Title

A Milestone in the Classroom

Authors

Courtney Hrkac

Document Type

Article

Publication Date

10-15-2012

Abstract

A Milestone in the Classroom

Winters in North Dakota can be brutal, no doubt about it. Yet, as everyone on the UND campus knows, the best times to be on campus bracket the winter season. Crisp fall days, warm spring afternoons—it is difficult to say which is better.

This fall marked Gordon Iseminger's 100th semester as a college professor in the Department of History at UND. At 79 years old, Iseminger offers students lessons that go beyond the classroom. However, being a professor, in fact going to school, wasn't always his plan.

"I never intended to be a teacher. My only goal in life was to be a farmer," says Isemninger. As a young man, Iseminger helped his father on their farm before and after fulfilling his duty in the service.

According to Iseminger, the major reason he went on to school was because he had a GI Bill and he didn't want to let it go to waste. This was a big step for Iseminger as he was the first in his family to attend college.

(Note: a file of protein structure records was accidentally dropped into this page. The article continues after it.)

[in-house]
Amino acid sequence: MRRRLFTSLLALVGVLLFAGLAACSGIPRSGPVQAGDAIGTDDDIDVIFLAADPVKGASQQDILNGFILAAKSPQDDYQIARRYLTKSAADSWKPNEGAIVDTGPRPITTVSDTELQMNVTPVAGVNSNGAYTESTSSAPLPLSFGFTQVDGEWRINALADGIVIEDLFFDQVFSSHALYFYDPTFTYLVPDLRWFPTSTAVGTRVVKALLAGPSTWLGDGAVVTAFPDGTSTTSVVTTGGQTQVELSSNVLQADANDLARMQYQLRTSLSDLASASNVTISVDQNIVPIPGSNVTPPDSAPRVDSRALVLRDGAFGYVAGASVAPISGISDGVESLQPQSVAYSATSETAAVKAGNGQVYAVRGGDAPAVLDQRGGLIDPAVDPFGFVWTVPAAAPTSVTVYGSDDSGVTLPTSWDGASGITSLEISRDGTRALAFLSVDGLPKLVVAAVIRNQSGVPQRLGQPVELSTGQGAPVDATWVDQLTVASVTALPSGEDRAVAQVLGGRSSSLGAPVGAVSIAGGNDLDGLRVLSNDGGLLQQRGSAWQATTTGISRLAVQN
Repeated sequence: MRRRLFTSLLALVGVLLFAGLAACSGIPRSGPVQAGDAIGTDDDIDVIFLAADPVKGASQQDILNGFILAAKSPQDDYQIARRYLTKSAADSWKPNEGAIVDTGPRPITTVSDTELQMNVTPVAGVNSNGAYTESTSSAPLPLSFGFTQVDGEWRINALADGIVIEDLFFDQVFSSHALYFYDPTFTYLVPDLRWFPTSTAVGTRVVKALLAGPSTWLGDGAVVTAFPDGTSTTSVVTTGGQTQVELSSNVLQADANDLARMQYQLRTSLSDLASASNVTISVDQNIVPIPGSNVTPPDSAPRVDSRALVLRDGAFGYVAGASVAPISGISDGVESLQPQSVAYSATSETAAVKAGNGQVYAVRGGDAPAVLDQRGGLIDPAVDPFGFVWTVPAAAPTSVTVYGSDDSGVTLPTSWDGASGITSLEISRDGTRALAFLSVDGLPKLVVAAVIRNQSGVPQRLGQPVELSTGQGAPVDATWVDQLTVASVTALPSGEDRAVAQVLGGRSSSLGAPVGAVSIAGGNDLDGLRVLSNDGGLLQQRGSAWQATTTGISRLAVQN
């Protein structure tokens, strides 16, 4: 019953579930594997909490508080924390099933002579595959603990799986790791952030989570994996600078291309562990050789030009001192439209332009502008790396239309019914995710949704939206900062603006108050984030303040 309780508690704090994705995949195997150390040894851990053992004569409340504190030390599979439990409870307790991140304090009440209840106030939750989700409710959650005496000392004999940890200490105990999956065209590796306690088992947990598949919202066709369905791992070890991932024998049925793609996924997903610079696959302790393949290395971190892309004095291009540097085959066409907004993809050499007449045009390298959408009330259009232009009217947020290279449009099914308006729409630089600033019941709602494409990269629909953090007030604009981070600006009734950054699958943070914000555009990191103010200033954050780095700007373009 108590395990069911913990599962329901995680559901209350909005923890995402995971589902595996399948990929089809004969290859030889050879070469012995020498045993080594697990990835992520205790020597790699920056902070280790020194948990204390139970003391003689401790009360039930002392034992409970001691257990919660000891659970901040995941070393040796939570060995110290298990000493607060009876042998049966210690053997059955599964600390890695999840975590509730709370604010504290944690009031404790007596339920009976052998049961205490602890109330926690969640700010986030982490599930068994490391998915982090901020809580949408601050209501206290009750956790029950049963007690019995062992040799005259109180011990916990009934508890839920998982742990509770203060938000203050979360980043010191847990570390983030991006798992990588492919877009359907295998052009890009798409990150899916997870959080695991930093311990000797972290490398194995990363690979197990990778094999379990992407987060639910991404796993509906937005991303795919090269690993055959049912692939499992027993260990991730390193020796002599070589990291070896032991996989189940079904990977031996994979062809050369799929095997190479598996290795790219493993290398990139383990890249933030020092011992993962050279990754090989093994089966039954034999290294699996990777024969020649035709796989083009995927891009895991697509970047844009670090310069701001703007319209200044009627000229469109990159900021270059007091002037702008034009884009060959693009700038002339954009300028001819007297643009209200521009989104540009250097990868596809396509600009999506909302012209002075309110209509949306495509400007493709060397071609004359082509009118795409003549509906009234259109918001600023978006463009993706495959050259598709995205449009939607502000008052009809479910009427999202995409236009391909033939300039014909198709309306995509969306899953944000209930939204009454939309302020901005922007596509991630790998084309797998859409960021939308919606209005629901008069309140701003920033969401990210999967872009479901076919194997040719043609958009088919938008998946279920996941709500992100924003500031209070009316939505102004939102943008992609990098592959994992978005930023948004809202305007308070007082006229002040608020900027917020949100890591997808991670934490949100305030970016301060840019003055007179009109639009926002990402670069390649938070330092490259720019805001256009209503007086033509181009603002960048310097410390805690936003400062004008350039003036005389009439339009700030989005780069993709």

Reflecting on half a century as a professor, Iseminger does not talk about achievements or awards (of which he has many), but of the students that have left an impression.

For Iseminger, the greatest gratification doesn't come in the classroom, but what can happen outside of it.

"I don't get satisfaction from grading papers and giving F's and that sort of thing, but if I can help young people I get a lot of satisfaction from that," says Iseminger.

"When I can see a young person who might be the first one in his community who has ever gone to college and lost and uncertain and I can see that young person develop into a responsible adult, that's satisfying."

He wants to help people the same way he was helped as a young man.

"I had no faith in myself. I went to college, I wasn't even sure I was going to finish, but if I finished I was going to go back to farming. And this advisor said why don't you try graduate school. I would never have thought about that."

Iseminger says he is not sure that he is paying back what anyone has done for him, but he models himself after those who led him to where he is today.

"I want to leave the world better when I leave it than it was when I got into it. If you can ever help somebody, do it. However you can help them, do it."

Courtney Hrkac

Student Editor, UND Marketing Group

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